Building Management Hawaii April/May 2014 - (Page 30)

ConCrete Restoring Exposed Aggregate Patch matching is nearly impossible when concrete restoration involves an exposed aggregate surface; the real magic is to make the work undistinguishable. By Brent Cullinan C oncrete is one of the most widely used construction materials in Hawaii. Many buildings have an appearance called architectural or decorative exposed aggregate finish, which allows for both an aesthetic finish and structural capabilities in one. This concrete is made to be seen. Whether creating broad expanses or minute details, concrete permanently captures the chosen look. Achieving an architectural or decorative appearance usually requires that something different be done to the concrete. Whether that involves special forms, special finishing techniques or special ingredients, the variety of effects is almost unlimited. There is a distinctive Hawaiian-style look to exposed aggregate finishes in our Island buildings. We have two unique types of rock here rarely used in the Mainland: coral and basalt, or lava rock. These two elements provide the texture and color that many architects look for when designing a Hawaiian-style structure. For years, these rocks have been sourced from local quarries from all islands. Oahu is famous for its "blue rock" basalt. Kauai is known for its fossilized coral. Molokai has an almost infinite supply of beach sand and red cinder. Maui still supplies sand to local concrete companies. And the Big Island provides fresh black lava, used as a veneer to clad many iconic Hawaiian office buildings. The Hawaiian-style structure can, however, create long-term maintenance problems often not found in standard structural concrete buildings. The majority of our office and condo buildings are painted just after they're built. Paint provides more than just color to the exterior. It acts to prevent the underlying substrate from a variety of ailments. Paint stops moisture, promotes anticarbonation, stops erosion and keeps your building looking clean. A concrete building that is painted is resistant to water infiltration. OVER 30 YEARS of professional CONCRETE RESTORATION Spall Repairs Crack Repairs Leak Repairs Waterproofing Painting Coatings WIL L IAMS HAWAII , INC. C O N C R E T E R E P A I R & C O A T I N G S Ph: (808) 455-5303 * Fax: (808) 455-5829 Extreme spalling on exposed aggregate fluted concrete due to porous rock and bad rebar placement C-13039 30 April-May 2014 BMH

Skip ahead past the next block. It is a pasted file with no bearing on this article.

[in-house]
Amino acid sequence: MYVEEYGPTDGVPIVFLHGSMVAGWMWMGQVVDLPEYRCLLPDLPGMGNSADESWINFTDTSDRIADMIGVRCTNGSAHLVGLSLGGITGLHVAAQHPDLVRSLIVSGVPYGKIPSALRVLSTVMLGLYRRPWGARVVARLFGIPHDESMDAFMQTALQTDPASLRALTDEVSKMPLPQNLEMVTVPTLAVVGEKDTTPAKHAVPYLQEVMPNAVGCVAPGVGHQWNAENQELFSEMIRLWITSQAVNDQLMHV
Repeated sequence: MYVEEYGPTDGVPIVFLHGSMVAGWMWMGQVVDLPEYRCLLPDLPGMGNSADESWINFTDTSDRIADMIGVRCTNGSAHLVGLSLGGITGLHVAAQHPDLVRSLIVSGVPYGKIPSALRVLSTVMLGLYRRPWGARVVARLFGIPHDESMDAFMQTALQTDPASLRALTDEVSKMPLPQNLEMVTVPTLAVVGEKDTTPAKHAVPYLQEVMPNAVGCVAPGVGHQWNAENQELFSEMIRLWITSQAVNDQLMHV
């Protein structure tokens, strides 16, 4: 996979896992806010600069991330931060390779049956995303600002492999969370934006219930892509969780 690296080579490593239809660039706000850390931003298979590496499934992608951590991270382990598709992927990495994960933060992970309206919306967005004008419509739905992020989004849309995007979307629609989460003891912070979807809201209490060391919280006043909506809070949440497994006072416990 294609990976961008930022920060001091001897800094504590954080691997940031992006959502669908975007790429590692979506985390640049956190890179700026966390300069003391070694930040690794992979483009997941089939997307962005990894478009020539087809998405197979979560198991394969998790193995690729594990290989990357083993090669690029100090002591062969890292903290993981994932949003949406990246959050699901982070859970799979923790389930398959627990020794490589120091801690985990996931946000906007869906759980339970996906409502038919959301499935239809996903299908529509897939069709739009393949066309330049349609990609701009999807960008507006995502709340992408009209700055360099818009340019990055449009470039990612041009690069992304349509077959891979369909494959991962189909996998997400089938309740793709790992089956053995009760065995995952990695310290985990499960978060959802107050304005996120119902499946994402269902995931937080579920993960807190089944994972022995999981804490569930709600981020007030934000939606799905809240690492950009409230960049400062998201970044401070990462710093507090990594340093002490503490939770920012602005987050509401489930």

Table of Contents for the Digital Edition of Building Management Hawaii April/May 2014

Editor’s Note By Stacy Pope
Hawaiiana Hits The Big Five-0
CONCRETE Restoration and Repairs: Maintaining A Strong Foundation
Concrete Spalls, Cracks And Leaks
Should You Repair Or Replace?
Restoring Exposed Aggregate Surfaces
Preserving A Historic Treasure
ELEVATOR Modernization: Are You Losing Energy?
Greening Your Elevators
Upgrading On A Budget
INSURANCE: Locking Down The Leaks
Navigating Property Insurance
COOLING TOWERS: HVAC Chemical Feed Pumps
Waikiki’s Oldest Hotel Keeps It Cool
Industry News or Movers & Shakers
On Site: Self-Management 101

Building Management Hawaii April/May 2014